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European Central Bank, Bank of Canada and Bank of Japan Policy meeting in focus: Hawkish or Dovish?

Simon Alagbe


Central bankers have been very hawkish in their recent meetings and speeches as inflation continues to soar. 

The Bank of Canada will kick off the series of central bank meetings scheduled for this week with the increased expectation that the Tiff Macklem-led bank will continue its aggressive rate campaign after inflation data came in higher than expected. The latest print of CPI from Canada showed a 6.9% year-on-year increase against the 6.7% predicted by economists. 

A 50 basis point hike is widely expected by market participants and this could spur the Loonie to surge against other major currencies albeit for a moment before Macklem and his deputy address the press. 

Christine Lagarde-led European Central Bank is hugely expected to follow the pace set by the BOC when the bank makes official the Main Refinancing Rate. The previously dovish bank is almost certain to deliver on another rate hike after the focus of the ban shifts to a more tightening measure. The bank is also poised to speed up the massive balance sheet as inflation remains over the roof at 10% year-on-year.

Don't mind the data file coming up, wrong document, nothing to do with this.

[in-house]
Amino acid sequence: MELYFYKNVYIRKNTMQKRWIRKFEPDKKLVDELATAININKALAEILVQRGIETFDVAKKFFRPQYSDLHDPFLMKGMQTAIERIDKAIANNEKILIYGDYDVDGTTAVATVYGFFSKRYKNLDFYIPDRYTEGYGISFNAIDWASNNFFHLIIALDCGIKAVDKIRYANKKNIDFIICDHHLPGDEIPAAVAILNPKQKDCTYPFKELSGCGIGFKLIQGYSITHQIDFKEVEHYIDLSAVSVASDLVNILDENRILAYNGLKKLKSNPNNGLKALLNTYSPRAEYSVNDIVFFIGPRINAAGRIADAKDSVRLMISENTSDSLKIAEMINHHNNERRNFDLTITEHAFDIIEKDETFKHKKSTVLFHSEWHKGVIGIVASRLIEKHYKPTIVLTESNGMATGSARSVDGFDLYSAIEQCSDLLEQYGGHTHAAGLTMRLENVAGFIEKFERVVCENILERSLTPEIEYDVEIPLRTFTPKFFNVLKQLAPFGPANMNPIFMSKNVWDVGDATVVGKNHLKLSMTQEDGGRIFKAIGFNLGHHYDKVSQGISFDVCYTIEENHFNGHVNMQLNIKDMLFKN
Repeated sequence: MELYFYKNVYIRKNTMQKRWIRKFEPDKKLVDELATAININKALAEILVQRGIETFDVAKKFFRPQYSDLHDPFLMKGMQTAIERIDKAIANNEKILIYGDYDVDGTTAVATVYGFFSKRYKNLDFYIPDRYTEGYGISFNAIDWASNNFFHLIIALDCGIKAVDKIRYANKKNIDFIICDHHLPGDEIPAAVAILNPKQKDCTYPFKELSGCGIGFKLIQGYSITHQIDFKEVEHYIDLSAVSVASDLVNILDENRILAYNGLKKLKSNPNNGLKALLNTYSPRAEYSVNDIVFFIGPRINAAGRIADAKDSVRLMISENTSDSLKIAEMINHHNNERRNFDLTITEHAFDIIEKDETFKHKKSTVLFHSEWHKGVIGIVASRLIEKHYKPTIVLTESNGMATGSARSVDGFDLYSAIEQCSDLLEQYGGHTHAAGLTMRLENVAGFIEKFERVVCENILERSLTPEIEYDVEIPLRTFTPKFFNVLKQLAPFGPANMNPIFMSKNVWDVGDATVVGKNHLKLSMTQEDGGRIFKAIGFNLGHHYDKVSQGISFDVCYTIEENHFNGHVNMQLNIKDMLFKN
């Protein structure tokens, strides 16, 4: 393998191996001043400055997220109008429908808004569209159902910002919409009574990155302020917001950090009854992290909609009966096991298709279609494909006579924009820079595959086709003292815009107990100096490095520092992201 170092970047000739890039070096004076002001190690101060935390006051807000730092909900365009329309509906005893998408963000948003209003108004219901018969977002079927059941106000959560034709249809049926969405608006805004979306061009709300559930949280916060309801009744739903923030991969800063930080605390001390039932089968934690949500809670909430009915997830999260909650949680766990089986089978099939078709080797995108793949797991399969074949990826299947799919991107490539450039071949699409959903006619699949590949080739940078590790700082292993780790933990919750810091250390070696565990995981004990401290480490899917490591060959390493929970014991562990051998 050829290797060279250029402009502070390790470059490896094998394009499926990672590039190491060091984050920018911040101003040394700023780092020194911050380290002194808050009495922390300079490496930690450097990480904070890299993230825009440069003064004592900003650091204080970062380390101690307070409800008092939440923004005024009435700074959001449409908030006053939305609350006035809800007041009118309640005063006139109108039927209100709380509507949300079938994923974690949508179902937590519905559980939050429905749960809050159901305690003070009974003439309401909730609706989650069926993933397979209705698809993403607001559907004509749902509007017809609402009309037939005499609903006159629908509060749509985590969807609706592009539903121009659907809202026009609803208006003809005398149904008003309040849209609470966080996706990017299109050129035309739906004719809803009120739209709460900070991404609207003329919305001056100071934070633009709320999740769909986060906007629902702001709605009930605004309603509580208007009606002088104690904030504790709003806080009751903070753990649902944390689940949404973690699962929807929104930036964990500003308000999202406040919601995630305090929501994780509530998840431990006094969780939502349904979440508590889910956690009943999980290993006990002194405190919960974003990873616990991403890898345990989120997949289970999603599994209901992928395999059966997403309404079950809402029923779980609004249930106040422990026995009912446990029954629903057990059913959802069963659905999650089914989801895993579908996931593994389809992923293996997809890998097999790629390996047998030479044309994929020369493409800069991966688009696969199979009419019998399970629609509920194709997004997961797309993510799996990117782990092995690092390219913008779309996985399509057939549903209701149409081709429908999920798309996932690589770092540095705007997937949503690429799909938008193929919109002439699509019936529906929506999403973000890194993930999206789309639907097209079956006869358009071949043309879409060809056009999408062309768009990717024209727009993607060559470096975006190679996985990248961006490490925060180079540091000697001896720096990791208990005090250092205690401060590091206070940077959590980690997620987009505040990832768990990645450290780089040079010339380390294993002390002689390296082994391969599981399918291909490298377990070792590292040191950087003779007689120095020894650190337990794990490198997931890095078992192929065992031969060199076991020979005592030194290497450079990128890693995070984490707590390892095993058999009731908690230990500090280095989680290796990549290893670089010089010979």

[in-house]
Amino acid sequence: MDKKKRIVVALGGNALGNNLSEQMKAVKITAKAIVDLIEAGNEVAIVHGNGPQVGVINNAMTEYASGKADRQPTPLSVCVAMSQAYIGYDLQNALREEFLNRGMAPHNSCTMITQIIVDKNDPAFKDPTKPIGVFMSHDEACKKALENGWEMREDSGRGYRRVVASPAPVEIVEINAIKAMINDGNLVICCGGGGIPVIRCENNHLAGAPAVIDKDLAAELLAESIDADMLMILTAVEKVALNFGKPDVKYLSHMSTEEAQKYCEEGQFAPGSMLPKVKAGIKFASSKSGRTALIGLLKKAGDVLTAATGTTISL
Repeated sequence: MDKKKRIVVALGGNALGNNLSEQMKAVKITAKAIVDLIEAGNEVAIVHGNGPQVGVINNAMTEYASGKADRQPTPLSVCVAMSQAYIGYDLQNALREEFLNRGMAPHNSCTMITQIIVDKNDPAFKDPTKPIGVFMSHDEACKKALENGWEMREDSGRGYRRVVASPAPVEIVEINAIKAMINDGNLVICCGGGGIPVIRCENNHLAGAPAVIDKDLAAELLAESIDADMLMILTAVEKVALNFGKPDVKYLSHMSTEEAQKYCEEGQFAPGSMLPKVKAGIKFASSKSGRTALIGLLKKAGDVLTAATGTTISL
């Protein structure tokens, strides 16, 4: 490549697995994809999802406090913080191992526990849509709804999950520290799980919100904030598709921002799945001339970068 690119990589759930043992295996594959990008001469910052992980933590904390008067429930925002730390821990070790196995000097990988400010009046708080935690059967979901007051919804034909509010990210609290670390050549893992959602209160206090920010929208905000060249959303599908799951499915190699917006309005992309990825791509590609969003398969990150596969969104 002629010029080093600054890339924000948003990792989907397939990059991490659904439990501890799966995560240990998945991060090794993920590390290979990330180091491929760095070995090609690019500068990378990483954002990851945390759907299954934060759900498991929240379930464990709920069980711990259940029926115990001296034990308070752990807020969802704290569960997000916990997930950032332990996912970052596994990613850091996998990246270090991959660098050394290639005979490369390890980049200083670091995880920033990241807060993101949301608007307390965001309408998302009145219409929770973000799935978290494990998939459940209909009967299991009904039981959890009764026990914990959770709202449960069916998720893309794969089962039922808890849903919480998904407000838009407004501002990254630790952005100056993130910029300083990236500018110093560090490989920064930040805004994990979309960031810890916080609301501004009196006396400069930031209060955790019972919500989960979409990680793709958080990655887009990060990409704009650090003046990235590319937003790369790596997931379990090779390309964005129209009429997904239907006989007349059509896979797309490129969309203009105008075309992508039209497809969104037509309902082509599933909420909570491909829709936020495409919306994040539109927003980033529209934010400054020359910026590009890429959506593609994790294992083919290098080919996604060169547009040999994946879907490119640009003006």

It seems Lagarde and her team will have no option but to hike the rate and signal that more hikes are still in the pipeline. 

The Bank of Japan seems to be the only exception amongst Central Banks scheduled to release interest rates and policy stance this week as the bank is widely expected to keep rates constant. The yen has been sinking, and it looks as if BOJ is not ready to make a life jacket available to the safe haven currency. The CPI readings from Japan hit an 8-year high at the latest release as the country grapples with increased raw material prices and a deep depreciation in the yen. The price of raw materials has been skyrocketing in the face of the current facade between Russia and Ukraine and has been a major driver of inflation across the globe. The speech by the outgoing Governor, Haruhiko Kuroda may be the major driver of the yen on the day as the decision not to hike the rate is already priced in. 

These policy meetings usually result in increased volatility and I advise traders to trade cautiously. 

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